The point I’m trying to make is that once a stroke has occurred, it’s anybody’s guess what the ultimate outcome may be. Prevention is ultimately the way to go whenever possible. First step: don’t smoke. This damages the delicate cells which line your arteries. It can raise blood pressure, and lower the moment to moment oxygen content of your blood. Have your blood pressure measured regularly, and work with your doctor to bring it under optimal control. Know your cholesterol numbers: you want your total cholesterol to be less than 180, your LDL cholesterol to be less than 100, and the good HDL cholesterol to be above 40. This will do worlds to take care of your blood vessels and brain. Regular exercise is critical for maintaining a healthy cardiovascular system, which is ultimately your brain’s lifeline.
John Drew Laurusonis

Doctors Medical Center

Author's Bio: 

Dr. Laurusonis was conferred his Doctor of Medicine degree in 1983 and has been actively taking care of patients since completing his Internal Medicine residency in 1987 in the Garden State of New Jersey. Dr. Laurusonis has been licensed in four states but ultimately chose to permanently relocate to Georgia with his family and begin a private practice. Through his extensive experience in Internal Medicine, as well as in Emergency Rooms throughout the United States, Dr. Laurusonis saw how traditional Emergency Rooms were often overwhelmed by patients suffering medical conditions that were urgent but may not need the traditional “Level I Trauma Center”. Patients often waited six to twelve hours to be seen by a physician, were riddled with thousands of dollars in medical bills, and were generally unhappy with the system.
Dr. Laurusonis decided to open an Urgent Care Center instead of a 9-5 doctor's office. Through the last fifteen years he has received accolades from the community and his patients. He has expanded his practice to include many cosmetic therapies that have previously been treated with painful and extensive plastic surgery. He has been invited to the White House numerous times, has been named Physician of the Year from GA, as seen in the Wall Street Journal, and has served as Honorary Co-Chairman on the Congressional Physicians Advisory Board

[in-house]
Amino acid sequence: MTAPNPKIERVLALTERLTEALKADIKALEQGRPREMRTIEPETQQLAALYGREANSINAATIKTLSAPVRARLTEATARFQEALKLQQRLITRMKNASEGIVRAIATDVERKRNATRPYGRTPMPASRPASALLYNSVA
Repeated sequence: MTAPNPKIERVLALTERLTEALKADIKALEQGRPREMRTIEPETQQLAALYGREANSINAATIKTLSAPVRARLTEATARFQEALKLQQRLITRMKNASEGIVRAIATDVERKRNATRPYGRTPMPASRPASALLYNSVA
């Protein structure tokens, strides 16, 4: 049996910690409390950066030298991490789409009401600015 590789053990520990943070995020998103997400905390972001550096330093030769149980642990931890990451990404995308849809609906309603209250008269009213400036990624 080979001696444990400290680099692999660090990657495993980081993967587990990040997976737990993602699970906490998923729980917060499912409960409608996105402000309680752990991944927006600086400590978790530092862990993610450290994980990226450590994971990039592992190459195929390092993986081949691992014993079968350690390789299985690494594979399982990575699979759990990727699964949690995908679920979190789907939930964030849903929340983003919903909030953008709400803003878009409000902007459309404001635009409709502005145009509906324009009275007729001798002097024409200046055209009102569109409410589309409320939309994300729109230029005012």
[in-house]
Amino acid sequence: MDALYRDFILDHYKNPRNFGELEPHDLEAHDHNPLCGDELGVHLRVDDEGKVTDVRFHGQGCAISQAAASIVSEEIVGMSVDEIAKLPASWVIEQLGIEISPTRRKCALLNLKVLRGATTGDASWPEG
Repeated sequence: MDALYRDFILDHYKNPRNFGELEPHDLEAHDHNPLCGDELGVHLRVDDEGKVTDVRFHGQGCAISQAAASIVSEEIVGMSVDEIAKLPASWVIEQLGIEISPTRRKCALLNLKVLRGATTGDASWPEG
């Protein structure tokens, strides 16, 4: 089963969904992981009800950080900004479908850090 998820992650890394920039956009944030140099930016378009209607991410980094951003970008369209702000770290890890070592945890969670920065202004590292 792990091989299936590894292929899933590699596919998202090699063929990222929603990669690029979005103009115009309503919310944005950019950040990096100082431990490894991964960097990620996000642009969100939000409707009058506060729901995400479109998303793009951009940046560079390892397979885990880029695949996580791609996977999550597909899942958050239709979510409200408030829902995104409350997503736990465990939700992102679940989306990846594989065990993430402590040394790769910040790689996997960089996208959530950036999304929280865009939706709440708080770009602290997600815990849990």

Dr. Laurusonis and his practice, Doctors Medical Center, is open 7 days a week from 7:30 am to 9:30 pm offering such services as lab, x-ray, EKGs, aesthetics (Botox, dermabrasion, sclerotheraby and veins etc.), cold/flu, sore throats, fractures, sprains, lacerations, GYN, Pediatrics, Phlebology Anxiety/Insomnia/Depression Treatment, skin tag/mole removal, veins, allergies, asthma, physicals--just to name a few. Dr. Laurusonis welcomes you to either make an appointment or just walk-in to see him. Dr. Laurusonis will take the time to speak with you about your concerns--no problem is too big or too small. If you need additional services we have specialist referrals available or we can refer you to the neighborhood hospital emergency room. Give Doctors Medical Center a call--Dr. Laurusonis will be happy to speak with you.

John Drew Laurusonis, MD
Doctors Medical Center
3455 Peachtree Industrial Blvd
Suite 110
Duluth, GA 30096